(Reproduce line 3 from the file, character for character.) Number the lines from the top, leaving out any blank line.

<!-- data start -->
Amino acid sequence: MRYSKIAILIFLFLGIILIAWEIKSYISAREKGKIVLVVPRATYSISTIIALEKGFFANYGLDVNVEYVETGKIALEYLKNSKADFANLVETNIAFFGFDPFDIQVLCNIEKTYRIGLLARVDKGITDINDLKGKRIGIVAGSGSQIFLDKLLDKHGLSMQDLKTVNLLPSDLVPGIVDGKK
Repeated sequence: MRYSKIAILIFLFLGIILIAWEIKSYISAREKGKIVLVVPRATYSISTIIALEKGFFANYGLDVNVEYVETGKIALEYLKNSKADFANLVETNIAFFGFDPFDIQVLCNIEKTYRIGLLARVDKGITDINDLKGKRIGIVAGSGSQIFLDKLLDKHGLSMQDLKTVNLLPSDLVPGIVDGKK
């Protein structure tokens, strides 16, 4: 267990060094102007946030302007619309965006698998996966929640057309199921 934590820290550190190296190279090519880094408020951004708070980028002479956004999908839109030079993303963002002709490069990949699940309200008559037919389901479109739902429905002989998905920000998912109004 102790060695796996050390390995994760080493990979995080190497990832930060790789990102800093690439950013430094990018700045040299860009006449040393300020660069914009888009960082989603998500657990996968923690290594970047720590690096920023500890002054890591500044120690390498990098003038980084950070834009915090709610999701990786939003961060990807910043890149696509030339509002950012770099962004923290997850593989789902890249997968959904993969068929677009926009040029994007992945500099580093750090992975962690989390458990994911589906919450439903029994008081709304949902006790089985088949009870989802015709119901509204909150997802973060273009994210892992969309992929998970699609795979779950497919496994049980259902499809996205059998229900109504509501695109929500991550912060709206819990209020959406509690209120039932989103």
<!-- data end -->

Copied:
């Protein structure tokens, strides 16, 4: 267990060094102007946030302007619309965006698998996966929640057309199921 934590820290550190190296190279090519880094408020951004708070980028002479956004999908839109030079993303963002002709490069990949699940309200008559037919389901479109739902429905002989998905920000998912109004 102790060695796996050390390995994760080493990979995080190497990832930060790789990102800093690439950013430094990018700045040299860009006449040393300020660069914009888009960082989603998500657990996968923690290594970047720590690096920023500890002054890591500044120690390498990098003038980084950070834009915090709610999701990786939003961060990807910043890149696509030339509002950012770099962004923290997850593989789902890249997968959904993969068929677009926009040029994007992945500099580093750090992975962690989390458990994911589906919450439903029994008081709304949902006790089985088949009870989802015709119901509204909150997802973060273009994210892992969309992929998970699609795979779950497919496994049980259902499809996205059998229900109504509501695109929500991550912060709206819990209020959406509690209120039932989103």